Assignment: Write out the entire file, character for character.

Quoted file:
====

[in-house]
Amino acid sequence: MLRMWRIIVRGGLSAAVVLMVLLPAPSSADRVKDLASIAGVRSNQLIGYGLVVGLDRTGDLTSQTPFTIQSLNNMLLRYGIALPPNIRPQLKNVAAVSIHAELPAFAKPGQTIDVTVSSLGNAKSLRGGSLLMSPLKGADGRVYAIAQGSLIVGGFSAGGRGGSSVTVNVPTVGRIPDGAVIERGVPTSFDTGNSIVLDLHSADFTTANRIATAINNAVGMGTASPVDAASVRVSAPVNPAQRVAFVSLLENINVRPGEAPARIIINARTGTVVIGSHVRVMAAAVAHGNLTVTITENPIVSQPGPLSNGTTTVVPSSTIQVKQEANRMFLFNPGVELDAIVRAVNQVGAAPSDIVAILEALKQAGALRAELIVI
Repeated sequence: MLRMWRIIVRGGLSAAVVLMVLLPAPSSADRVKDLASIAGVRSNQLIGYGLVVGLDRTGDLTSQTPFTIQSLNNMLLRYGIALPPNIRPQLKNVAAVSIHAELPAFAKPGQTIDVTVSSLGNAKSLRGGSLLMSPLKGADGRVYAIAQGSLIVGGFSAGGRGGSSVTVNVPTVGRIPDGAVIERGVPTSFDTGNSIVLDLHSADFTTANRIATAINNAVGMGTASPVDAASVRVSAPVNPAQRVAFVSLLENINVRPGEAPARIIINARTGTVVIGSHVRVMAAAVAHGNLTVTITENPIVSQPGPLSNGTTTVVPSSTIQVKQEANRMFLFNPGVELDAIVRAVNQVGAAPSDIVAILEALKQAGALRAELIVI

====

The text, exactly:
[in-house]
Amino acid sequence: MLRMWRIIVRGGLSAAVVLMVLLPAPSSADRVKDLASIAGVRSNQLIGYGLVVGLDRTGDLTSQTPFTIQSLNNMLLRYGIALPPNIRPQLKNVAAVSIHAELPAFAKPGQTIDVTVSSLGNAKSLRGGSLLMSPLKGADGRVYAIAQGSLIVGGFSAGGRGGSSVTVNVPTVGRIPDGAVIERGVPTSFDTGNSIVLDLHSADFTTANRIATAINNAVGMGTASPVDAASVRVSAPVNPAQRVAFVSLLENINVRPGEAPARIIINARTGTVVIGSHVRVMAAAVAHGNLTVTITENPIVSQPGPLSNGTTTVVPSSTIQVKQEANRMFLFNPGVELDAIVRAVNQVGAAPSDIVAILEALKQAGALRAELIVI
Repeated sequence: MLRMWRIIVRGGLSAAVVLMVLLPAPSSADRVKDLASIAGVRSNQLIGYGLVVGLDRTGDLTSQTPFTIQSLNNMLLRYGIALPPNIRPQLKNVAAVSIHAELPAFAKPGQTIDVTVSSLGNAKSLRGGSLLMSPLKGADGRVYAIAQGSLIVGGFSAGGRGGSSVTVNVPTVGRIPDGAVIERGVPTSFDTGNSIVLDLHSADFTTANRIATAINNAVGMGTASPVDAASVRVSAPVNPAQRVAFVSLLENINVRPGEAPARIIINARTGTVVIGSHVRVMAAAVAHGNLTVTITENPIVSQPGPLSNGTTTVVPSSTIQVKQEANRMFLFNPGVELDAIVRAVNQVGAAPSDIVAILEALKQAGALRAELIVI